Pro-feminist bias in independent film

This is interesting. Via Heartiste:

[…] Filmmaker Started to Doubt Her Feminist Beliefs… Now Her Movie Is at Risk

The movie is titled “The Red Pill” and is about the men’s rights movement. As filmmaker Cassie Jaye worked on the project, she found her views on the issue starting to change and, when funders discovered she was not doing a film with a straight-up pro-feminist angle, funding dried up. The entire project was in danger.

The most interesting part of this can be summed up by the following excerpts:

Jaye is concerned about funding the film with angel investors, who she says often want creative control: “We weren’t finding executive producers who wanted to take a balanced approach, we found people who wanted to make a feminist film.”

The second option was funding via grants. Jaye says, “I started to see the bias towards women’s films and against men’s. There are no categories for men’s films though there are several for women and minorities. I submitted the film to human rights categories, and was rejected by all of them.”

According to Jaye, her sincerely-held opinions on the men’s rights movement have made her movie almost unfundable and support has dried up: “Films that support one side and act as propaganda do better than those that try to have an honest look. I won’t be getting support from feminists. They want a hit piece and I won’t do that. ”

Not only that, feminists are unwilling to be involved with the project at all, including not wanting to be interviewed or to work for the production:

“I started to invite feminists to be interviewed for the film, making up about 25 per cent of the interviews scheduled,” she explains. “We had a popular feminist author who was scheduled to be in the film. After we drove down to Los Angeles, she cancelled the night before claiming she felt ‘unsafe.’”

That reminds me of what Christina Hoff Sommers ran into again and again when she was writing her book “Who Stole Feminism” back in the 1990’s. It’s disappointing, but not surprising, to see that so little has changed.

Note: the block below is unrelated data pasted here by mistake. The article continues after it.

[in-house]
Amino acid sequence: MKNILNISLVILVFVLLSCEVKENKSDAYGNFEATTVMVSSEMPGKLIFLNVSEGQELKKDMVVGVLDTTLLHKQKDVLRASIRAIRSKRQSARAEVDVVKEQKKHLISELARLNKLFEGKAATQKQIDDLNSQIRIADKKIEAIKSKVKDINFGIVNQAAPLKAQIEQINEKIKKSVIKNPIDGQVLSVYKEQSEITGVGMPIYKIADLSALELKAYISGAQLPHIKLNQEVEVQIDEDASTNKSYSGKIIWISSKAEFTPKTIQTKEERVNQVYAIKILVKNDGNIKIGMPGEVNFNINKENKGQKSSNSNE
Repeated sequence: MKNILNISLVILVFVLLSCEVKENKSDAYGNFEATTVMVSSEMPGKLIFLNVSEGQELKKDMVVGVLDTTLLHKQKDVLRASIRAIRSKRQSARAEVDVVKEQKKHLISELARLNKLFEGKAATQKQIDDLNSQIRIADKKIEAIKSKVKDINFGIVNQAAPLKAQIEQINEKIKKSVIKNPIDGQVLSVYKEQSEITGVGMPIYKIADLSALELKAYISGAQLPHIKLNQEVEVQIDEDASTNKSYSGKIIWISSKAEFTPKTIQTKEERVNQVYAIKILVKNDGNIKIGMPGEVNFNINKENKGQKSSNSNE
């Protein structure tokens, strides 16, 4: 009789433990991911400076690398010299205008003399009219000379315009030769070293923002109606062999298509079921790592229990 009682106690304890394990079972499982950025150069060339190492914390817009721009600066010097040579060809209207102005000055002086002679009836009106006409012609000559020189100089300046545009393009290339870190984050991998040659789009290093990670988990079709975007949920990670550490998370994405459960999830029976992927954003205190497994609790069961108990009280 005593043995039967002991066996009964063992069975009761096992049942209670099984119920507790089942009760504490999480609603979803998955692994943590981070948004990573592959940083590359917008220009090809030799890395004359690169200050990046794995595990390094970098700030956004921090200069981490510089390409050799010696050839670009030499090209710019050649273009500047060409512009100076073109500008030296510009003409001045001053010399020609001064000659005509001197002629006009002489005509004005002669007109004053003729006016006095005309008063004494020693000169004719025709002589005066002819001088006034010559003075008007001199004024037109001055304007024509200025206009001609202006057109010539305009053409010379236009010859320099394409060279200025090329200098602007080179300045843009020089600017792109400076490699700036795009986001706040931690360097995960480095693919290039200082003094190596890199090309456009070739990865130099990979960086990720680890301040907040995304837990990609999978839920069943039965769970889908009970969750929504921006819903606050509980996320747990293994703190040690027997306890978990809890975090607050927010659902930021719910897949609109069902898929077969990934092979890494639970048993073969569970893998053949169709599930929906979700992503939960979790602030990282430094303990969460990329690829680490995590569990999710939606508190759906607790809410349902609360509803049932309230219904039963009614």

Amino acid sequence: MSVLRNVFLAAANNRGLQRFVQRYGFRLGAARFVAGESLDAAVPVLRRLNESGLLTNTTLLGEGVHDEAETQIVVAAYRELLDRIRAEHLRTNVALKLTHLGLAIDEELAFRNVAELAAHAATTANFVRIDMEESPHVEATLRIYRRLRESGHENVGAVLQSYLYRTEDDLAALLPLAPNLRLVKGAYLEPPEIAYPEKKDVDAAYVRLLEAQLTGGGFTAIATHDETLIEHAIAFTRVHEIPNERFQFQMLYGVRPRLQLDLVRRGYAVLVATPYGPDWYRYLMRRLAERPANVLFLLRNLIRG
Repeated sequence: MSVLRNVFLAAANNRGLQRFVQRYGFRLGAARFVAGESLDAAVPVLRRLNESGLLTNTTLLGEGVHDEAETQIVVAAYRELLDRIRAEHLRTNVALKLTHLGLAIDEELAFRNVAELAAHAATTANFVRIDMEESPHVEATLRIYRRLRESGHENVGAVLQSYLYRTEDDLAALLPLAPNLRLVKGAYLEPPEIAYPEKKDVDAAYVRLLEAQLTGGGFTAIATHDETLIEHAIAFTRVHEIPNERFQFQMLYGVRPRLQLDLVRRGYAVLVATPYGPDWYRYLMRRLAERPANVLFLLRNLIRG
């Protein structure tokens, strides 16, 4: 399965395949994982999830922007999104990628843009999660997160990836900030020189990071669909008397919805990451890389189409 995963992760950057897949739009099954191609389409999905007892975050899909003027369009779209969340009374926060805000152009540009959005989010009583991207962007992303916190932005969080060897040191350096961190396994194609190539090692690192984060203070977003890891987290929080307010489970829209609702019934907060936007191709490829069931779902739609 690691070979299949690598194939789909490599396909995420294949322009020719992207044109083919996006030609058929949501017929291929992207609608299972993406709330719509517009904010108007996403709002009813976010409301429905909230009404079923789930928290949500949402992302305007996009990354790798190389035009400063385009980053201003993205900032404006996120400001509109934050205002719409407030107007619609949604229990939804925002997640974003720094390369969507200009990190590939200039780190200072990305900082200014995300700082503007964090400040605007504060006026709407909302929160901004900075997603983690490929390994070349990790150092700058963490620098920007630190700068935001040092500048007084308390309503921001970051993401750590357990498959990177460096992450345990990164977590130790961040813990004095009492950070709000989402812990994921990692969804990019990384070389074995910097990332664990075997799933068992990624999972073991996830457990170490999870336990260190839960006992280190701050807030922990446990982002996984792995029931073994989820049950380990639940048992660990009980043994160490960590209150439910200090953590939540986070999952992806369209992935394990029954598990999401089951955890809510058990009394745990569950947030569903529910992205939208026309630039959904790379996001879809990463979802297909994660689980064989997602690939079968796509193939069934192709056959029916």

The white knights, of course, did their part:

Jaye also had a paid animator drop out of the project because he didn’t want to be part of a project that sympathised with the men’s rights movement.

And, as if that isn’t enough:

“I’ve also had interns, including a gender studies major. One girl in particular had a lot of crying attacks and emotional experiences. She claimed everything I was showing her was triggering her.”

(The intern should simply be fired and not receive any credit for the internship. Although, admittedly, there’s a risk that such an action might generate even more resistance. Due to, you know. Microaggressions or some stupid thing.)

What struck me about this is how well it illustrates the rampant left-wing bias in the film industry. Any red pill person who watches television nowadays can see it pretty clearly in the shows themselves. This story illustrates the problem pretty well from a behind-the-scenes standpoint: There appears to be literally no one involved in that business who has any interest in taking a fair, objective look at a feminist issue, while there is certainly a surplus of people who are more than happy to do what they can to undermine it. I expect Jaye will run into difficulty when the film is completed and she tries to get it distributed.

She has embarked on a Kickstarter campaign to raise the remaining funds that are needed to get the film completed. She’s accepting funds through November 11. Assuming anyone actually reads this blog (haha), here’s the link to the campaign. I note with some satisfaction that the goal amount has already been substantially exceeded. That is good news. I’ll be interested to see if I can track down and watch the film once it’s released.

Old photos

There’s a recent post at Chateau Heartiste which is quite excellent:

What We Have Lost

There’s a link to a large collection of old photos from the United States dating 1935-1945, back long before things got completely messed up. One commenter does make the observation, though, that as much as can be seen to be right during that time period, it was also that time which made the boom generation possible, and all the chaos that they started. In other words (and metaphorically speaking), the boom generation was the tinder that lit the fire of modern leftist chaos, but there first had to be a spark in order for that to happen. There are other comments in that discussion which may offer some ideas as to how that might have worked—in general it’s one of the better comment threads I’ve seen in recent years, with interesting tangents going in several directions.